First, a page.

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PRESS RELEASE (r)
20 May 1996
MORE CASUALTIES FROM FORCED LABOUR ON THE YE-TAVOY RAILWAY
In April 1996, over 20 forced labourers died, and many were seriously
injured, in landslides at two worksites on the 100-mile-long Ye-Tavoy
railway construction route in Ye Byu township, Tenasserim Division. Over
50 forced labourers have already died in similar accidents in the last
During the landslide at the 30-Mile forced labour camp worksite on 6
April 1996, 4 people died, including a middle-school girl who was
forcibly recruited from Chaung Wa Pyin village in That-Yet Chaung
township, and 5 were seriously injured. Similarly, 11 forced labourers
died and 10 were seriously injured in a landslide at Ye Bone forced
labour camp worksite on 12 April. Most of the casualties were from lower
Ye Byu village in Long Lon township. Some of the bodies of the dead
could not be recovered as they were buried under an avalanche of earth.
As the SLORC (State Law and Order Restoration Council) authorities
continue to routinely use forced labourers instead of machines at
worksites for construction of the Ye-Tavoy railway, the number of deaths
resulting from landslides are increasing. A local resident has said that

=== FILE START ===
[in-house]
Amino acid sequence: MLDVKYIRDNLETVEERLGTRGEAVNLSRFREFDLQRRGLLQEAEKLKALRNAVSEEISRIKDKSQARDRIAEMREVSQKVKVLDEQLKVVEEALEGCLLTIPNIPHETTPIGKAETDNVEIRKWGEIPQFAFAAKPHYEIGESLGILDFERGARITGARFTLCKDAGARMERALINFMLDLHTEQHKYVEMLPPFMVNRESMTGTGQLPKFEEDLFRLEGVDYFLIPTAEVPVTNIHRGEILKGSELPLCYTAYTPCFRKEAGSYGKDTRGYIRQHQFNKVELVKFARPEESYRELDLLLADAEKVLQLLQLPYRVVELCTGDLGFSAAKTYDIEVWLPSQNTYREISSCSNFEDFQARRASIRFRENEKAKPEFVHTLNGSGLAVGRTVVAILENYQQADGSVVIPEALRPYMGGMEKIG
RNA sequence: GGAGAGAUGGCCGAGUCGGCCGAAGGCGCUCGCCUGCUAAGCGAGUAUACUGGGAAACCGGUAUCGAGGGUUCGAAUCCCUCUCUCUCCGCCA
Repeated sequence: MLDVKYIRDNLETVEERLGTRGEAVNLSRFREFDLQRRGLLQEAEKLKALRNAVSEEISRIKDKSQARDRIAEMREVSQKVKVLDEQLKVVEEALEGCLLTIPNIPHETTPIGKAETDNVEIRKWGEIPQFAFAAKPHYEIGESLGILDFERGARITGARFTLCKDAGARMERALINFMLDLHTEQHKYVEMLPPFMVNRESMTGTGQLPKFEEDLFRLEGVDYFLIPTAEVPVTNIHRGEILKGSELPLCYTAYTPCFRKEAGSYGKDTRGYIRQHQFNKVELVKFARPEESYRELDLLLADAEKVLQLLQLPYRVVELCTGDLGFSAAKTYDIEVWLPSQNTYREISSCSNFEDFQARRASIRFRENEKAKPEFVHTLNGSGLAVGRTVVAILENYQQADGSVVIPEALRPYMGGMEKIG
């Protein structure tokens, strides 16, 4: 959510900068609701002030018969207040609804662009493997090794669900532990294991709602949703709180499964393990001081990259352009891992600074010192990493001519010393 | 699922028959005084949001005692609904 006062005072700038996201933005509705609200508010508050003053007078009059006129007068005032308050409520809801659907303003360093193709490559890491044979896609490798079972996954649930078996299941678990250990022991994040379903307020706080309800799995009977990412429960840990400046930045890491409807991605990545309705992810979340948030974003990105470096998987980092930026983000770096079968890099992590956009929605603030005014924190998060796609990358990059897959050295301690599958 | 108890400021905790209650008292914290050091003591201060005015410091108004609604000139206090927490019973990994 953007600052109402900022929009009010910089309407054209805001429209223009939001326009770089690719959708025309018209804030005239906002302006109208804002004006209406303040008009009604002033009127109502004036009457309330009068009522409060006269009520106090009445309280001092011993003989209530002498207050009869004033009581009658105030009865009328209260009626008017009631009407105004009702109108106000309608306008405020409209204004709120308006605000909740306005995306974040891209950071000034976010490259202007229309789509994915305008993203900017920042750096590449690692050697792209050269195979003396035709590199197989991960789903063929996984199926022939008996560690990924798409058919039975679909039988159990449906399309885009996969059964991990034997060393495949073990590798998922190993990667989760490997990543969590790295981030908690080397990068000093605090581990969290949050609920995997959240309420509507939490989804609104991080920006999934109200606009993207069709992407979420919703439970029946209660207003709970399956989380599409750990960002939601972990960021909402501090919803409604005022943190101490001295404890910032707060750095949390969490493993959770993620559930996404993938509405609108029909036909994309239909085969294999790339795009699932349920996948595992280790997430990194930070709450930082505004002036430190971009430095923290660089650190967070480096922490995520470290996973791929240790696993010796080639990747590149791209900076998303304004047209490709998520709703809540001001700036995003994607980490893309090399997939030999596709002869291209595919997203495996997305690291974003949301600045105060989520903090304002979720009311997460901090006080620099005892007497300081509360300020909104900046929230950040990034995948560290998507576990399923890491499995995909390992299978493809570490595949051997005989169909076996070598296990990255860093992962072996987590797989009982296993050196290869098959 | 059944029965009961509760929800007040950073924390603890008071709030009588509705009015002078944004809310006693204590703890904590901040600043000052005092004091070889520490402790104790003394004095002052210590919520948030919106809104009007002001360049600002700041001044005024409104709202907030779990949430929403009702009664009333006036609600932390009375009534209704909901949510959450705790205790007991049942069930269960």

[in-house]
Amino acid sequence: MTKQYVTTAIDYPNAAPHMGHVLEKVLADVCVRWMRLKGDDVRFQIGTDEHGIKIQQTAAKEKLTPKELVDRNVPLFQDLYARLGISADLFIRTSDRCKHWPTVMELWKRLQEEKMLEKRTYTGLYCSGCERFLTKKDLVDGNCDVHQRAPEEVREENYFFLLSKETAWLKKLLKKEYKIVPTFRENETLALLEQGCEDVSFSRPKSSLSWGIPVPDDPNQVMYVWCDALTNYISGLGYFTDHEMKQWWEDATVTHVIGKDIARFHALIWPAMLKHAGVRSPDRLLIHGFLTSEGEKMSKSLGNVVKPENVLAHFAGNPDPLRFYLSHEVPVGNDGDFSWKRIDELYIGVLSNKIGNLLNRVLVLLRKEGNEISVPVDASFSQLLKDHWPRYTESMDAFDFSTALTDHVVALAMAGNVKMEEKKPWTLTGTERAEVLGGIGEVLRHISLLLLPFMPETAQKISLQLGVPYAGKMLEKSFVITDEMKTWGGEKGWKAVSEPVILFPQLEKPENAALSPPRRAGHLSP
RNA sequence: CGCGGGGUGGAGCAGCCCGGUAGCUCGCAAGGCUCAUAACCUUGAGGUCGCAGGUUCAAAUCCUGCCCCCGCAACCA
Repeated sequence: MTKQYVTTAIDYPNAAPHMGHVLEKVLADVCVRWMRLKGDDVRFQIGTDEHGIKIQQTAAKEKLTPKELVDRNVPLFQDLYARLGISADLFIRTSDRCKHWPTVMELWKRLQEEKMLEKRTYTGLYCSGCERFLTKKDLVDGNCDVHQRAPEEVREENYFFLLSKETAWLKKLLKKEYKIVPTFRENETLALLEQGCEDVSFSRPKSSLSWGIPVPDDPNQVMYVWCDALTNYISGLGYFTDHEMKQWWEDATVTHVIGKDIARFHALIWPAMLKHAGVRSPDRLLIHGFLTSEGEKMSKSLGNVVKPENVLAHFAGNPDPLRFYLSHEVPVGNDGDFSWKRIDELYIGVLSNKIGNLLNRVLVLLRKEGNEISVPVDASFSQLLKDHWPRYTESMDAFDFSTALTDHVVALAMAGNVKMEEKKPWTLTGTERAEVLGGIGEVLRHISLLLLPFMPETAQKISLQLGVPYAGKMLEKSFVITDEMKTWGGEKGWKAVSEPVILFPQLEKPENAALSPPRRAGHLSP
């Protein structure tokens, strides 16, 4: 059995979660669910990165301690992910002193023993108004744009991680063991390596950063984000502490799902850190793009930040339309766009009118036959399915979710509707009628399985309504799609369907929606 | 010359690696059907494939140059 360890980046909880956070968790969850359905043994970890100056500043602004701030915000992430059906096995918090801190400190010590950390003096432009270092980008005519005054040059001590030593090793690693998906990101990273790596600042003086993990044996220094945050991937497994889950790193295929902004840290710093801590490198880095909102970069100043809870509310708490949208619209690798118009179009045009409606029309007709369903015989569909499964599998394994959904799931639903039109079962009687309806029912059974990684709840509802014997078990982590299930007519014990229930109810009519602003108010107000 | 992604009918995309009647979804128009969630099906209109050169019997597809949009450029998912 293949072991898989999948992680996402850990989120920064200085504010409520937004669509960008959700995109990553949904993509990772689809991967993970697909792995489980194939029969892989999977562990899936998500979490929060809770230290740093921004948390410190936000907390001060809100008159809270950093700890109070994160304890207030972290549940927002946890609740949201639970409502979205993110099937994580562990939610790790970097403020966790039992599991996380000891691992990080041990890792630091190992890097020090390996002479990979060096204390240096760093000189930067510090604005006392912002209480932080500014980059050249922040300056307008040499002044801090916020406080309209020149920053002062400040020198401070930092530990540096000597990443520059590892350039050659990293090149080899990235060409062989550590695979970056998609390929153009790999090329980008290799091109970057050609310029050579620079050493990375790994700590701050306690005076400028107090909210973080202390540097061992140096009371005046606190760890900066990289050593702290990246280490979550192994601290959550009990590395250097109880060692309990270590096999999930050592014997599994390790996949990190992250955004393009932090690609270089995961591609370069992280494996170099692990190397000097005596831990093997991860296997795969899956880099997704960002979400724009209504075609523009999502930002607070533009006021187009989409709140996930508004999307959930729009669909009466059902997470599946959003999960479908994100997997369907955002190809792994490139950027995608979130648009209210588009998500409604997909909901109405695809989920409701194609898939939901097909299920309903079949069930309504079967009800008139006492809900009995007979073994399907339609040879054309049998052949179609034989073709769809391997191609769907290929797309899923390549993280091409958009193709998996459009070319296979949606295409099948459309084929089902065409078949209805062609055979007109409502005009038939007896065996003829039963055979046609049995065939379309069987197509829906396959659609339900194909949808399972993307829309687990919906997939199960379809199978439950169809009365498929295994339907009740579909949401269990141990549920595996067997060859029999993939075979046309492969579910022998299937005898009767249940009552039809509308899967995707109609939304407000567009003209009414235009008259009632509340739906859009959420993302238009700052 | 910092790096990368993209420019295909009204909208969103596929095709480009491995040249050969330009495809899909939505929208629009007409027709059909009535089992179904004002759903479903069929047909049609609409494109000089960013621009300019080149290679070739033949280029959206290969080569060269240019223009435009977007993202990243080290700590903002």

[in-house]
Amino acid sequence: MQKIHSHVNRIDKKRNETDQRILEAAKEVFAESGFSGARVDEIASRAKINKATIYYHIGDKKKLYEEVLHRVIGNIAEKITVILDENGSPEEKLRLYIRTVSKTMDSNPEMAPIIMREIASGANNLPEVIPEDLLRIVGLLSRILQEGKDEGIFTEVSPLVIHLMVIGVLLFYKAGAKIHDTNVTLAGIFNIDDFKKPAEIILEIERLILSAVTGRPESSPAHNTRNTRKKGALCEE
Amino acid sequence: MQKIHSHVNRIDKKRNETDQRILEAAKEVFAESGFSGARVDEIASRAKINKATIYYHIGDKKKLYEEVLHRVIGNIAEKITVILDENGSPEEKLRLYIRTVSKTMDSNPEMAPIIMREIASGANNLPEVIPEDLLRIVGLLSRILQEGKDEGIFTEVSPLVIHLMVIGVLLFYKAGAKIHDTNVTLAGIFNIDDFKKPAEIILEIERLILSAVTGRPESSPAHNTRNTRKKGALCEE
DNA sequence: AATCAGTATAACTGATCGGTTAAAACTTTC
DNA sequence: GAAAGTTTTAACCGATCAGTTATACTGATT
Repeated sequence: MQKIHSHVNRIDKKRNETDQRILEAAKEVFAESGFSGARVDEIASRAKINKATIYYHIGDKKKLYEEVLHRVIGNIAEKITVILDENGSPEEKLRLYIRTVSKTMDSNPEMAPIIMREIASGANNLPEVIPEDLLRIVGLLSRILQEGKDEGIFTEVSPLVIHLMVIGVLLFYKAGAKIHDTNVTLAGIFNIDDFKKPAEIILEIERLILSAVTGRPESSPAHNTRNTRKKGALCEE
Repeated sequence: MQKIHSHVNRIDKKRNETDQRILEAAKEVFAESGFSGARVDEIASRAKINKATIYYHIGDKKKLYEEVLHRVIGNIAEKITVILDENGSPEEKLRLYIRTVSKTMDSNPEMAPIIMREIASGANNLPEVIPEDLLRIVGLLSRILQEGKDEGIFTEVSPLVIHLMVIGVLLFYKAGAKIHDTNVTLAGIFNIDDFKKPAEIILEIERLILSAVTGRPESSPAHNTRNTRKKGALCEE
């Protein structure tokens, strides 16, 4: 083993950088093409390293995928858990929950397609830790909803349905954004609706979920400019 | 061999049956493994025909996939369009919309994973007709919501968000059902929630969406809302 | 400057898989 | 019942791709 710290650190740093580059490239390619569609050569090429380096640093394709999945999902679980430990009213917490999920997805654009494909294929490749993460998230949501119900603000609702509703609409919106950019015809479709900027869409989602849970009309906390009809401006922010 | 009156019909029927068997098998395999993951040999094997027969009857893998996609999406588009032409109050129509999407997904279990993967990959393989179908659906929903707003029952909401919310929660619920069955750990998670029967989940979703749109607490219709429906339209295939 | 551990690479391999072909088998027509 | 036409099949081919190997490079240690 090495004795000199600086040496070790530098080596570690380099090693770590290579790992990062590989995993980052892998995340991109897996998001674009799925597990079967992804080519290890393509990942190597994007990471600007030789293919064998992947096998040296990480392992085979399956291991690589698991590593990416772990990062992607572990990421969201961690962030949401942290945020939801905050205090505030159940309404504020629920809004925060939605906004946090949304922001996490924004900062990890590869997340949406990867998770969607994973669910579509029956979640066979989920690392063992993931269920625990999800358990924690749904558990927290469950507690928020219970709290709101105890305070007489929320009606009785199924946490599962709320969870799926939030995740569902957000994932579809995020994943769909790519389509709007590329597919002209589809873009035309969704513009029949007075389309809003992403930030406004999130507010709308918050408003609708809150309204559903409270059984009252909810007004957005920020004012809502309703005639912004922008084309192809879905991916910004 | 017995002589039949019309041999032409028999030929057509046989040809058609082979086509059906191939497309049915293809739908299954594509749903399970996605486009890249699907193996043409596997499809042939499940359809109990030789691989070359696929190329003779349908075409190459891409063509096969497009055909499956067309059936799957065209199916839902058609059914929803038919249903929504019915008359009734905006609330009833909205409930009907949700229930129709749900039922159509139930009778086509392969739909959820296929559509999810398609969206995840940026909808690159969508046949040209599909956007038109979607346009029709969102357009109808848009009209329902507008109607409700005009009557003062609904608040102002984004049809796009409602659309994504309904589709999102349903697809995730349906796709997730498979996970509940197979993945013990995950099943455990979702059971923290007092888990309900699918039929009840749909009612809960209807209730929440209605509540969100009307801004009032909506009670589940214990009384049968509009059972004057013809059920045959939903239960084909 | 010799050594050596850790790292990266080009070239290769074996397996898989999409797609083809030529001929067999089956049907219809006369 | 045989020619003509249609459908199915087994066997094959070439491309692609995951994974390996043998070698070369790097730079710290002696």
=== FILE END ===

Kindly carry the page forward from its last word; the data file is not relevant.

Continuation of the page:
SLORC authorities have never yet paid compensation to survivors or
families in cases of injury or death.
Over the course of this past dry season, SLORC authorities opened 11
forced labour camps along the railway route in Ye Byu township. They are
now using over 15,000 forced labourers from That Yet Chaung, Long Lon, Ye
Byu, and Tavoy townships on construction in Tavoy district every day.
Troops from SLORC LIBs (Light Infantry Battalions) 406, 407, 408 and 410
monitor the daily work at the sites. Local people must bring their own
food and drink to the camps during their bi-monthly 14-day rotations.
People wishing to avoid service must pay a 2,000 kyats fine to the local
ward authorities or LORC (ward Law and Order Restoration Council).
The seasonal rains have now begun, heralding the start of a time of
aggravated morbidity and mortality in the camps, especially from
malaria. 200 people have died of malaria during construction over the
last four months. The threat from diarrhoeal diseases also rises
dramatically during rainy season. A local source said that ill labourers
are allowed to return home only if they can find others to replace them
at the worksite.
ABSDF News Agency
All Burma Students' Democratic Front (Dawn Gwin)